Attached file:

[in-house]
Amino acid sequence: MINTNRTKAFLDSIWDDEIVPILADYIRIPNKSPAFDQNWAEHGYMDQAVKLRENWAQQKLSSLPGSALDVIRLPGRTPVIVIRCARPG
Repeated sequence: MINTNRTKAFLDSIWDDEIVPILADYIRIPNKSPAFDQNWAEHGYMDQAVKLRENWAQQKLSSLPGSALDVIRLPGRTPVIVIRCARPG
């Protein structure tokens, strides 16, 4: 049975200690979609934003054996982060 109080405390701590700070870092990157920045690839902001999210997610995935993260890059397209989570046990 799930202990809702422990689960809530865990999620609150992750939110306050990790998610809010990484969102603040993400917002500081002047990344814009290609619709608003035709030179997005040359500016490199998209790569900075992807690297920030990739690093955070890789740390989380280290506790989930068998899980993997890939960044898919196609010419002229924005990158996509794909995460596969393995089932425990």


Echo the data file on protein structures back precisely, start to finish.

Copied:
[in-house]
Amino acid sequence: MINTNRTKAFLDSIWDDEIVPILADYIRIPNKSPAFDQNWAEHGYMDQAVKLRENWAQQKLSSLPGSALDVIRLPGRTPVIVIRCARPG
Repeated sequence: MINTNRTKAFLDSIWDDEIVPILADYIRIPNKSPAFDQNWAEHGYMDQAVKLRENWAQQKLSSLPGSALDVIRLPGRTPVIVIRCARPG
């Protein structure tokens, strides 16, 4: 049975200690979609934003054996982060 109080405390701590700070870092990157920045690839902001999210997610995935993260890059397209989570046990 799930202990809702422990689960809530865990999620609150992750939110306050990790998610809010990484969102603040993400917002500081002047990344814009290609619709608003035709030179997005040359500016490199998209790569900075992807690297920030990739690093955070890789740390989380280290506790989930068998899980993997890939960044898919196609010419002229924005990158996509794909995460596969393995089932425990």